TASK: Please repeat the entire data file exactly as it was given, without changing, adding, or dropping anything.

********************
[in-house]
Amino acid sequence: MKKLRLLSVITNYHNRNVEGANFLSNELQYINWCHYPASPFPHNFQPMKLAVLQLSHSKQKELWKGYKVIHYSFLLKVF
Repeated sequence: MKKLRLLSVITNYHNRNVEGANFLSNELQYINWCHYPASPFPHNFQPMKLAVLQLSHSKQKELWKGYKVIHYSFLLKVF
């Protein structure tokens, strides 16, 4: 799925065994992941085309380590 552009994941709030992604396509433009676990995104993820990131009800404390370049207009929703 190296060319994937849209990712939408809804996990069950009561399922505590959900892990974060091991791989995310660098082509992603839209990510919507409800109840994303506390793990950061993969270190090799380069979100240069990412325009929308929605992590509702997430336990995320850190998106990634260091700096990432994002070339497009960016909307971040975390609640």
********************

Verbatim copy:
[in-house]
Amino acid sequence: MKKLRLLSVITNYHNRNVEGANFLSNELQYINWCHYPASPFPHNFQPMKLAVLQLSHSKQKELWKGYKVIHYSFLLKVF
Repeated sequence: MKKLRLLSVITNYHNRNVEGANFLSNELQYINWCHYPASPFPHNFQPMKLAVLQLSHSKQKELWKGYKVIHYSFLLKVF
């Protein structure tokens, strides 16, 4: 799925065994992941085309380590 552009994941709030992604396509433009676990995104993820990131009800404390370049207009929703 190296060319994937849209990712939408809804996990069950009561399922505590959900892990974060091991791989995310660098082509992603839209990510919507409800109840994303506390793990950061993969270190090799380069979100240069990412325009929308929605992590509702997430336990995320850190998106990634260091700096990432994002070339497009960016909307971040975390609640």